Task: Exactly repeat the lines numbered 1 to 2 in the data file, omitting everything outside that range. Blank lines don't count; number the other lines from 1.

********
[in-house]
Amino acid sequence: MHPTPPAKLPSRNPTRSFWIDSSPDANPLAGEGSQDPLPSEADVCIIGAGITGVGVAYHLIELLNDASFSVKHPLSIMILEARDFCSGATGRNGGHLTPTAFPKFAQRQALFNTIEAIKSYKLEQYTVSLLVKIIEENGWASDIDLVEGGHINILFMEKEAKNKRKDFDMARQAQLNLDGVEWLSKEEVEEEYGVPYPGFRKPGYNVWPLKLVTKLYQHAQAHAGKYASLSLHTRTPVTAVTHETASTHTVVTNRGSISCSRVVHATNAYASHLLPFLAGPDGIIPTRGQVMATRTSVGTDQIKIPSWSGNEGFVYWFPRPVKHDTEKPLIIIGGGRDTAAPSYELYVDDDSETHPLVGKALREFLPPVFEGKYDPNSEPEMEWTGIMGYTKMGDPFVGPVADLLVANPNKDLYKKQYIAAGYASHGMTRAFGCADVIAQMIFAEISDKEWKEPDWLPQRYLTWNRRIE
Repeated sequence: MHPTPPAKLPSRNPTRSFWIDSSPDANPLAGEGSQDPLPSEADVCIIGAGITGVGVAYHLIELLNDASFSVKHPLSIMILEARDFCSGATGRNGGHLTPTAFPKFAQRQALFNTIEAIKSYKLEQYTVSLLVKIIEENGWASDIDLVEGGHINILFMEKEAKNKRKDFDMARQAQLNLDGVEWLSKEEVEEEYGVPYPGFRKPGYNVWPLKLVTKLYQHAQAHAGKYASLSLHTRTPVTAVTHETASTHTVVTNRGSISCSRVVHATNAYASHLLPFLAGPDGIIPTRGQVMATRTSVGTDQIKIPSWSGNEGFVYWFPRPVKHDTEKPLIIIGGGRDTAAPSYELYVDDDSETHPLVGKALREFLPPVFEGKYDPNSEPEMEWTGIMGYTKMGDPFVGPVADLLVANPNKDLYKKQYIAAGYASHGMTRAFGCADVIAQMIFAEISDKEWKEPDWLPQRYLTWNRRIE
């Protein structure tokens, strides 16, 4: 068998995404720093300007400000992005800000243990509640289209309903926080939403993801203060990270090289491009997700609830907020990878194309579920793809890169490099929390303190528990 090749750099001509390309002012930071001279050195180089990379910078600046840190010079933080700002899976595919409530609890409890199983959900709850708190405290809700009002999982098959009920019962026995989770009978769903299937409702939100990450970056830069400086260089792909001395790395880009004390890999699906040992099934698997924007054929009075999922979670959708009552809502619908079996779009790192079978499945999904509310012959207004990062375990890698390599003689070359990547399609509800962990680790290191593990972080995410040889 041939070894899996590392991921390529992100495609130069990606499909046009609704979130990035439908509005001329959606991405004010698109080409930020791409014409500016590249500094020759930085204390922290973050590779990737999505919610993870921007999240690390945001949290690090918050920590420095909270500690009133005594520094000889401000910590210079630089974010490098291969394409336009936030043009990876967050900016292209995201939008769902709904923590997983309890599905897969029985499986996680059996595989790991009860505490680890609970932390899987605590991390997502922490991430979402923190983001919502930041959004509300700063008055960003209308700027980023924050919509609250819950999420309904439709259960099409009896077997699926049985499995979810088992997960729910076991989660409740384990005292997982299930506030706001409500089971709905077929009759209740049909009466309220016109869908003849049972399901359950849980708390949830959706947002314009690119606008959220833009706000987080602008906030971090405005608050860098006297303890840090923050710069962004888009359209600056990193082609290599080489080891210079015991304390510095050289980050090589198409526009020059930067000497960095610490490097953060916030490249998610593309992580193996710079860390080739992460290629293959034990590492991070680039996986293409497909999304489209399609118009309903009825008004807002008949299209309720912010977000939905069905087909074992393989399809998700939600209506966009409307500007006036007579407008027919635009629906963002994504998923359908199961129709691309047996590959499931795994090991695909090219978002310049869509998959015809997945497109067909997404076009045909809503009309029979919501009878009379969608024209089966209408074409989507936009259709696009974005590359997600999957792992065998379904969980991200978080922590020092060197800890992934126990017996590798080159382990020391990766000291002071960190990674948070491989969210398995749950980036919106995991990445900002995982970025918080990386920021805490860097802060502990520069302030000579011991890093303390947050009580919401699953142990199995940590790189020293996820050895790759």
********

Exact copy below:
[in-house]
Amino acid sequence: MHPTPPAKLPSRNPTRSFWIDSSPDANPLAGEGSQDPLPSEADVCIIGAGITGVGVAYHLIELLNDASFSVKHPLSIMILEARDFCSGATGRNGGHLTPTAFPKFAQRQALFNTIEAIKSYKLEQYTVSLLVKIIEENGWASDIDLVEGGHINILFMEKEAKNKRKDFDMARQAQLNLDGVEWLSKEEVEEEYGVPYPGFRKPGYNVWPLKLVTKLYQHAQAHAGKYASLSLHTRTPVTAVTHETASTHTVVTNRGSISCSRVVHATNAYASHLLPFLAGPDGIIPTRGQVMATRTSVGTDQIKIPSWSGNEGFVYWFPRPVKHDTEKPLIIIGGGRDTAAPSYELYVDDDSETHPLVGKALREFLPPVFEGKYDPNSEPEMEWTGIMGYTKMGDPFVGPVADLLVANPNKDLYKKQYIAAGYASHGMTRAFGCADVIAQMIFAEISDKEWKEPDWLPQRYLTWNRRIE